We all agree that excessive noise — audible output created by other people — is annoying. But were you aware that noise pollution is an environmental hazard? According to a report issued by the World Health Organization (WHO) in October 2018 and supported by the most rigorous, evidence-based research, noise pollution contributes to heart and circulatory disease, hearing impairment, adverse birth conditions, and mental health and a host of other ailments threatening to diminish our quality of life.
The Noise Control Act of 1972 authorized the Environmental Protection Agency (EPA) to regulate noise emissions from machinery, appliances, motor vehicles, and other commercial products. Until 1981, when Congress voted to stop paying for it, the EPA's Office of Noise Abatement and Control (ONAC) was responsible for the act’s implementation. After that, the responsibility devolved to local authorities.
Former U.S. Surgeon General William H. Stewart (1965-1969) is quoted as saying that “Calling noise a nuisance is like calling smog an inconvenience.” He went on to claim that excessive noise is a threat and should be considered a health hazard.
Construction machinery is known to produce dangerously high levels of noise.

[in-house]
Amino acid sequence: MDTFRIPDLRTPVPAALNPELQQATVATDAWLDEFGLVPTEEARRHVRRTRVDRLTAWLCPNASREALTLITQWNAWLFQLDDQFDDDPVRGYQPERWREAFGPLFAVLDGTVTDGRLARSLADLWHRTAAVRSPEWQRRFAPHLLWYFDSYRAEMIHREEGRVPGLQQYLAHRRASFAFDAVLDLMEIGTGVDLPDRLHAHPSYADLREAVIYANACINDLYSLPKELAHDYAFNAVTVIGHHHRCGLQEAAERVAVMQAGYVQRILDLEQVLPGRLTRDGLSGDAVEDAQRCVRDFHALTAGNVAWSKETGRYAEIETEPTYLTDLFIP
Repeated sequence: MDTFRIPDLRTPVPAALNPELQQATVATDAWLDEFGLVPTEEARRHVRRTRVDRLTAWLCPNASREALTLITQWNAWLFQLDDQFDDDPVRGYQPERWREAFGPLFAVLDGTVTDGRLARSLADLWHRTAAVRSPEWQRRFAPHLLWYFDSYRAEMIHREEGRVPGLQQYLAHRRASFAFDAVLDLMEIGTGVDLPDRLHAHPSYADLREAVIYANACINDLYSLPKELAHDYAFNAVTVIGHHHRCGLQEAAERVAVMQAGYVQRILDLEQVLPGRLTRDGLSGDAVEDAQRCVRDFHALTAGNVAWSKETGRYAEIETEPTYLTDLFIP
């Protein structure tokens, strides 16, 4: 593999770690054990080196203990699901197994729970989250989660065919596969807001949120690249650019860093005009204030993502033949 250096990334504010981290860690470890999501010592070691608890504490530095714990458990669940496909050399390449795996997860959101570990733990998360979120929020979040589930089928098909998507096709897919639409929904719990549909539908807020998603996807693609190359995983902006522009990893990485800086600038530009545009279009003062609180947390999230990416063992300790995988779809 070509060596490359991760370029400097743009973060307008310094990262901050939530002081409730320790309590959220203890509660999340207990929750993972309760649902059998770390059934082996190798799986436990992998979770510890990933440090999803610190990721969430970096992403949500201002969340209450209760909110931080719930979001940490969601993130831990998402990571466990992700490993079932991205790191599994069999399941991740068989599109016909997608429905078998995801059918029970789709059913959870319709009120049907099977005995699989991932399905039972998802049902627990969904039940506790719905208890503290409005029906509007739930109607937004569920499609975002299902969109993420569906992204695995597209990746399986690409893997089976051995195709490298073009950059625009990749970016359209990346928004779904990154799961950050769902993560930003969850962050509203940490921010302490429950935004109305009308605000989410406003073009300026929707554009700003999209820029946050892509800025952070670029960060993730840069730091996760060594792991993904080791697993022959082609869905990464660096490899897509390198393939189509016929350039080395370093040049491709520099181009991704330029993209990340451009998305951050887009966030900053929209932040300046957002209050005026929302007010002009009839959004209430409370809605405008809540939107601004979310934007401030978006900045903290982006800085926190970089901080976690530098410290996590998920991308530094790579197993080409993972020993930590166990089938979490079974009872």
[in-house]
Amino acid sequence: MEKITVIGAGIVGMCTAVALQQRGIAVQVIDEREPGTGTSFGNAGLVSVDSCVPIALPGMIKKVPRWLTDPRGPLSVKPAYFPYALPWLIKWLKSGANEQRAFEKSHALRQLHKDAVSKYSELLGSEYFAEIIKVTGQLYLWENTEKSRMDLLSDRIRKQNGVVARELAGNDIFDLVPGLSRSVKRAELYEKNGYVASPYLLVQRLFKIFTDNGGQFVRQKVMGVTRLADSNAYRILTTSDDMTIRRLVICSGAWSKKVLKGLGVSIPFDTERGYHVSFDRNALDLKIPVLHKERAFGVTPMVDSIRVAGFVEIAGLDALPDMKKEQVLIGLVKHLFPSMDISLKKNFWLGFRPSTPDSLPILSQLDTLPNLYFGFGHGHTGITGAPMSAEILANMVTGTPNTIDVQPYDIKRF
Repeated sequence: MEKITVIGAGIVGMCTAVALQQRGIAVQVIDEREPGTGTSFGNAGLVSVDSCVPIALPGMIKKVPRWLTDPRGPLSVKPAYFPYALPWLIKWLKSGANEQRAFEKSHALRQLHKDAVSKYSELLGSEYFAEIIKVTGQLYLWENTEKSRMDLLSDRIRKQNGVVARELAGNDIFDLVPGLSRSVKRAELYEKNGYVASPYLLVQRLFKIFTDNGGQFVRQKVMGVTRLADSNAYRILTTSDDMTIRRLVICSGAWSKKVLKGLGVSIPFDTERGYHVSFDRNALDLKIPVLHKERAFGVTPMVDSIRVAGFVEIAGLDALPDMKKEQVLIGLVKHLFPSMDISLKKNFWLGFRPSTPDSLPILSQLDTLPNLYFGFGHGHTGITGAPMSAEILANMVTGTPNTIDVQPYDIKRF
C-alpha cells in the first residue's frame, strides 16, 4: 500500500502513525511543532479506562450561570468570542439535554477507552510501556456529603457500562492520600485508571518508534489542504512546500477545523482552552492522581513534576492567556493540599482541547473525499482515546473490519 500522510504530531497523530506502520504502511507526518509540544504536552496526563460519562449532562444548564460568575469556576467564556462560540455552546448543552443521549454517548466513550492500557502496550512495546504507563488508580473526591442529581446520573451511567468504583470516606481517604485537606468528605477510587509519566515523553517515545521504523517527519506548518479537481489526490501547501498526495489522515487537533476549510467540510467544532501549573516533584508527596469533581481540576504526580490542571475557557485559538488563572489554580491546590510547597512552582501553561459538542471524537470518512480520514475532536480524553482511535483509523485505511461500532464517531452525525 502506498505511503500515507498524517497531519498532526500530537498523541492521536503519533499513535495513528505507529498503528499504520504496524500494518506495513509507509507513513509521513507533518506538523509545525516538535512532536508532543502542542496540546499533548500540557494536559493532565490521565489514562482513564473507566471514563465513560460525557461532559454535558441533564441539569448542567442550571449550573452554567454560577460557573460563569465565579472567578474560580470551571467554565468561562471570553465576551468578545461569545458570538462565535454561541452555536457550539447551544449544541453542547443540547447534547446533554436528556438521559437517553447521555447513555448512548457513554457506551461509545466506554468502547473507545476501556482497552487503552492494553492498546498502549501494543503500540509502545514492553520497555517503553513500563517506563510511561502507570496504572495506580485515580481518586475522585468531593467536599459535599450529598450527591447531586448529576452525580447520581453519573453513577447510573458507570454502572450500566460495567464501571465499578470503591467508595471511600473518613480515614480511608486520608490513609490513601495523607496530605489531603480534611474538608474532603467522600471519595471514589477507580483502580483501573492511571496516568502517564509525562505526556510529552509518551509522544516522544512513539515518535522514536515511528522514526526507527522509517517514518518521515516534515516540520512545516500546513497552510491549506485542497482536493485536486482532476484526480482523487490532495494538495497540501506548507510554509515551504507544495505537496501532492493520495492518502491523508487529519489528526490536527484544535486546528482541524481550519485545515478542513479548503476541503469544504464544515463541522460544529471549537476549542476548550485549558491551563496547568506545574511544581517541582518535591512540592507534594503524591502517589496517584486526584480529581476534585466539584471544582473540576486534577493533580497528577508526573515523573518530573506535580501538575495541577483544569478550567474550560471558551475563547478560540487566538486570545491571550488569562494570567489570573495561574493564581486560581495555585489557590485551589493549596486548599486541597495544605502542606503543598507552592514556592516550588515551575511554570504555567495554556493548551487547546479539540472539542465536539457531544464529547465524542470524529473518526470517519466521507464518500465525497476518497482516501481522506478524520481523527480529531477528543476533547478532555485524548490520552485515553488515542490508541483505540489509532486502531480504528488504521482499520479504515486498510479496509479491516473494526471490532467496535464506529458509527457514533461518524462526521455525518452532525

What Did The Noise Control Act Of 1972 Cover?
When President Nixon signed the act into law on October 27, 1972, he said that the “most significant sources of noise,” involved interstate commerce and could only be regulated by federal government. He was referring not only to noise-making goods such as motor vehicles, jackhammers, engines, etc., but also to the conveyances that carried the products across state lines, meaning buses, trucks, and trains.
How Does The Act Affect You?
If you live in a city and have a heartbeat, young children, or try to get a decent night’s sleep, too much noise can plainly disrupt your health and well-being in any number of ways. In 1993, the Noise and Statutory Nuisance Act made street noise a statutory nuisance and applied to vehicles, loudspeakers, and other machinery.
Rest assured, action is being taken on a legislative level – all that is needed is for the the requirements to be met by vehicle operators, construction companies, venues, and other businesses to ensure harm from noise is minimized.
Making a difference
Echo Barrier makes temporary acoustic barriers to screen noise on construction sites, for oil & gas, utility repairs, mines, events, and more. We pride ourselves on spreading awareness on noise pollution and advocating change.